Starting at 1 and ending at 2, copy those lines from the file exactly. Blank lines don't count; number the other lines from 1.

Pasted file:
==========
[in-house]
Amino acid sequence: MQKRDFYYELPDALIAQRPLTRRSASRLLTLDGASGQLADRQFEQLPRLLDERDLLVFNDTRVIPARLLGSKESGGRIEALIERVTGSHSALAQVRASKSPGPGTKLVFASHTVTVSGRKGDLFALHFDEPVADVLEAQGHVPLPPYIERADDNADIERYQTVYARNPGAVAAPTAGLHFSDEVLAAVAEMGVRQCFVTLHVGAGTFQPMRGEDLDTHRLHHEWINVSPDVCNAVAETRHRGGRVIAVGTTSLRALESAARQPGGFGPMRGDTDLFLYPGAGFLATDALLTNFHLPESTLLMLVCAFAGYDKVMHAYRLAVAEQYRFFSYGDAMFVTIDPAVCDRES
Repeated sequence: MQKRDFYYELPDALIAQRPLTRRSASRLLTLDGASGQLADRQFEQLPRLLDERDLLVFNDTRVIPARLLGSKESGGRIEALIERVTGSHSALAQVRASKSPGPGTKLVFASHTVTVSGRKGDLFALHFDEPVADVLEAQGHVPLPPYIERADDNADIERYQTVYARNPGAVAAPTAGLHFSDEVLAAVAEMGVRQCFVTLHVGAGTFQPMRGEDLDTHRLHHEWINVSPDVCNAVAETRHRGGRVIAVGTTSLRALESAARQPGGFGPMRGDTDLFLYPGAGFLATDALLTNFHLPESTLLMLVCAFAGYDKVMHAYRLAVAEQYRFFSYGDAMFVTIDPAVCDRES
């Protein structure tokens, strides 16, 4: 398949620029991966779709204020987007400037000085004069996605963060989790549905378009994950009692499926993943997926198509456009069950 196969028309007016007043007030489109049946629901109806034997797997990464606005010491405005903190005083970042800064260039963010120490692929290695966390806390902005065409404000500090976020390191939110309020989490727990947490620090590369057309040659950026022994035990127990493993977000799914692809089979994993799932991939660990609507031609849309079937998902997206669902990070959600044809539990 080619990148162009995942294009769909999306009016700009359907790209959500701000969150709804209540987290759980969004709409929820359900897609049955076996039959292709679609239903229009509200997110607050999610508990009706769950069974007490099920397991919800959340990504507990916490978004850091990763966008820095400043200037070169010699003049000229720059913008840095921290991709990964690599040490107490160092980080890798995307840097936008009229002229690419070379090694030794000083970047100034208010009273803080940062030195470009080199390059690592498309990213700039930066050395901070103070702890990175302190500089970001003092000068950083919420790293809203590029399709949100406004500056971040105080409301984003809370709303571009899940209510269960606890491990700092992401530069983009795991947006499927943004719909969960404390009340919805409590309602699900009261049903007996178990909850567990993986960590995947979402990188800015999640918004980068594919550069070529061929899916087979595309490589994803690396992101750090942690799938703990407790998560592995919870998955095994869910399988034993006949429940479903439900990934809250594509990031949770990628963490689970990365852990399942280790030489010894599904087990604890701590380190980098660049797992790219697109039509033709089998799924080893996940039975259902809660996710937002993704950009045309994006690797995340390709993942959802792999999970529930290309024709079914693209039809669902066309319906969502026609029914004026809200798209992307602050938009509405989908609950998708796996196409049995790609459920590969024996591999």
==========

[in-house]
Amino acid sequence: MQKRDFYYELPDALIAQRPLTRRSASRLLTLDGASGQLADRQFEQLPRLLDERDLLVFNDTRVIPARLLGSKESGGRIEALIERVTGSHSALAQVRASKSPGPGTKLVFASHTVTVSGRKGDLFALHFDEPVADVLEAQGHVPLPPYIERADDNADIERYQTVYARNPGAVAAPTAGLHFSDEVLAAVAEMGVRQCFVTLHVGAGTFQPMRGEDLDTHRLHHEWINVSPDVCNAVAETRHRGGRVIAVGTTSLRALESAARQPGGFGPMRGDTDLFLYPGAGFLATDALLTNFHLPESTLLMLVCAFAGYDKVMHAYRLAVAEQYRFFSYGDAMFVTIDPAVCDRES